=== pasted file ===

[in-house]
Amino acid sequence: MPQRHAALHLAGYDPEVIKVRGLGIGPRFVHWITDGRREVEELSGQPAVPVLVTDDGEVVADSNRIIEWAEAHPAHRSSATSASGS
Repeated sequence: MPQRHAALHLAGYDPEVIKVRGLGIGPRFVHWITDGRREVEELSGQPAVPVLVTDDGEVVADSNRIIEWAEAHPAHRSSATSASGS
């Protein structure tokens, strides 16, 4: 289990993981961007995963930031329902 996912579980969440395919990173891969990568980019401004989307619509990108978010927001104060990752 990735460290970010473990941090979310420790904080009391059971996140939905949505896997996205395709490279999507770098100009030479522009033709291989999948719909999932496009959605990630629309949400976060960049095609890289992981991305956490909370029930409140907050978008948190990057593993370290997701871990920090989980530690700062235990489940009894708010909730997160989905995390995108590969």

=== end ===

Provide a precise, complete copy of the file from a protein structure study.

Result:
[in-house]
Amino acid sequence: MPQRHAALHLAGYDPEVIKVRGLGIGPRFVHWITDGRREVEELSGQPAVPVLVTDDGEVVADSNRIIEWAEAHPAHRSSATSASGS
Repeated sequence: MPQRHAALHLAGYDPEVIKVRGLGIGPRFVHWITDGRREVEELSGQPAVPVLVTDDGEVVADSNRIIEWAEAHPAHRSSATSASGS
């Protein structure tokens, strides 16, 4: 289990993981961007995963930031329902 996912579980969440395919990173891969990568980019401004989307619509990108978010927001104060990752 990735460290970010473990941090979310420790904080009391059971996140939905949505896997996205395709490279999507770098100009030479522009033709291989999948719909999932496009959605990630629309949400976060960049095609890289992981991305956490909370029930409140907050978008948190990057593993370290997701871990920090989980530690700062235990489940009894708010909730997160989905995390995108590969």